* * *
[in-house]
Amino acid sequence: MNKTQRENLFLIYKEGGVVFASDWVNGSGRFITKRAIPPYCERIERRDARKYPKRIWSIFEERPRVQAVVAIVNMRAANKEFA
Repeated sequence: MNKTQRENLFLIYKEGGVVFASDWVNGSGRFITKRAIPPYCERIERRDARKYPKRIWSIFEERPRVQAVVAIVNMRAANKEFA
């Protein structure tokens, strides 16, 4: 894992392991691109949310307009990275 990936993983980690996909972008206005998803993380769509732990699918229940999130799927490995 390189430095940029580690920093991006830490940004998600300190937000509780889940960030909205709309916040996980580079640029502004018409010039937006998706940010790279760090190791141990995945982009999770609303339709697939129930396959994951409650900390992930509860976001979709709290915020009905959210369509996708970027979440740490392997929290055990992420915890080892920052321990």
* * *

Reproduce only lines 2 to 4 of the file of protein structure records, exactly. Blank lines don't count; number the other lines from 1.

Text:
Amino acid sequence: MNKTQRENLFLIYKEGGVVFASDWVNGSGRFITKRAIPPYCERIERRDARKYPKRIWSIFEERPRVQAVVAIVNMRAANKEFA
Repeated sequence: MNKTQRENLFLIYKEGGVVFASDWVNGSGRFITKRAIPPYCERIERRDARKYPKRIWSIFEERPRVQAVVAIVNMRAANKEFA
């Protein structure tokens, strides 16, 4: 894992392991691109949310307009990275 990936993983980690996909972008206005998803993380769509732990699918229940999130799927490995 390189430095940029580690920093991006830490940004998600300190937000509780889940960030909205709309916040996980580079640029502004018409010039937006998706940010790279760090190791141990995945982009999770609303339709697939129930396959994951409650900390992930509860976001979709709290915020009905959210369509996708970027979440740490392997929290055990992420915890080892920052321990």